Whenever my grown-up children travel abroad alone, I have an unpleasant feeling. I compensate my fear with repeated good advice to which my children probably don’t even listen any more.
My younger daughter went over the weekend to Istanbul to visit a friend. When I picked her up from the airport on Sunday, she seemed tired and paler than usually. I asked whether she had a good time and she nodded, I asked whether she had seen the Galata Tower and monosyllabically she said no. I was angry about her silence but did not say anything. Apparently something had happened. The silence became awkward.
Then she began to tell how they had sat in the flat of her friend on Saturday evening, a Turkish friend played the guitar and all three of them sang. After a short time the neighbours started to complain about the noise and in front of the house a group of residents built up, shouting something in Turkish which she did not understand.
The Turkish friend wanted to settle it and quickly went outside in order to talk to the people. The girls watched him from the window and saw how the discussions became more and more agitated. And suddenly someone pulled a knife and stabbed the friend. Once, twice and again. The Turkish friend sank to the ground and his red blood spread over his body. My daughter’s friend called the ambulance and the police and the girls went to him, since it seemed that the people standing around him wanted to continue hitting him.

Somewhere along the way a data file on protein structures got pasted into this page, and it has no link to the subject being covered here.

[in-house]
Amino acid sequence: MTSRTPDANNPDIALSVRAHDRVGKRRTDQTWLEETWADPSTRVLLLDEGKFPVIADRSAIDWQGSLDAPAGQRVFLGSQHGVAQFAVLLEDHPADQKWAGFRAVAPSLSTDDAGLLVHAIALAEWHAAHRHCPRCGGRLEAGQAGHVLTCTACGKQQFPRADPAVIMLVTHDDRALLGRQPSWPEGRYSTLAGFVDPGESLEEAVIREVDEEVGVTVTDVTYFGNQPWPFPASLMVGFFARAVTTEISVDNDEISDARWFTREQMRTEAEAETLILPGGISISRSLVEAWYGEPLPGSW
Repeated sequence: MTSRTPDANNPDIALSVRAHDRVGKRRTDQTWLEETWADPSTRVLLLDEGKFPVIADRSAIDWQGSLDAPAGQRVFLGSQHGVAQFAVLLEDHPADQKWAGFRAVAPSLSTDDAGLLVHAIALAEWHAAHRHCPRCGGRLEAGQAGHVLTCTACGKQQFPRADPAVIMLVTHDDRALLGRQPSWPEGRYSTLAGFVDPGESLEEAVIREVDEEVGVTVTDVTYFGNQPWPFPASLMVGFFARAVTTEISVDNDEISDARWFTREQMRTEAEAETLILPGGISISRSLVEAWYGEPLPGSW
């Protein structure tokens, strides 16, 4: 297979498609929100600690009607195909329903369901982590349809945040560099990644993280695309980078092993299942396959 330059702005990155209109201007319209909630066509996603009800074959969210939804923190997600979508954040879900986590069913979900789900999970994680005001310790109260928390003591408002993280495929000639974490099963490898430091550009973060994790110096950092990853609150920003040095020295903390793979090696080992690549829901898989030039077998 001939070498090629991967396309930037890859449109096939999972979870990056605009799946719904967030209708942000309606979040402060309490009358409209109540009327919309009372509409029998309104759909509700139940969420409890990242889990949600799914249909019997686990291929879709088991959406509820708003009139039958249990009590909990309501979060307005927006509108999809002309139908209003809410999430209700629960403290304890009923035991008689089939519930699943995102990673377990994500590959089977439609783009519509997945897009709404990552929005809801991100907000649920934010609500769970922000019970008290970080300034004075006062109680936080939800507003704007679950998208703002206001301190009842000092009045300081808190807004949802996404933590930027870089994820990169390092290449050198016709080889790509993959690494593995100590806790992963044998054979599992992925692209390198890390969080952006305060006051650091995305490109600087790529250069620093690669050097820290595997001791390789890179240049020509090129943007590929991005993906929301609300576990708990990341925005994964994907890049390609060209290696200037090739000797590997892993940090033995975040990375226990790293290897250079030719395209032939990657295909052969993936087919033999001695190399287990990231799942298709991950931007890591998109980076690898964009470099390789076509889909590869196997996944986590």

He was responsive but everywhere was all that blood and it took forever until the ambulance arrived.
Emergency rooms probably are oppressive anywhere in the world; the one at hand was loud, crowded and terrifying. My daughter did not understand anything and she was very much afraid that the Turkish friend would die.
He did not have any life threatening or serious injuries. The three stabs were bad but the knife had not reached any organs. He was lucky that things did not turn out worse. The remaining time from Saturday evening until the departure of her flight home my daughter was like in trance.
I wanted to know why she had not called me from the hospital. She pursued the same philosophy as I did with my mother when I was young. Good news immediately, bad ones only then when they are not as bad any more.
My daughter had called her older sister from Istanbul, they did not want to alarm me because they knew that I would have jumped into the next plane and flown to Istanbul.
I know that everything is fine again. The friend is at home and he is well again. Apart from a few scars nothing remains, thank God. But anytime my children are travelling alone I will feel miserable because I know they won’t call, even if it is very bad.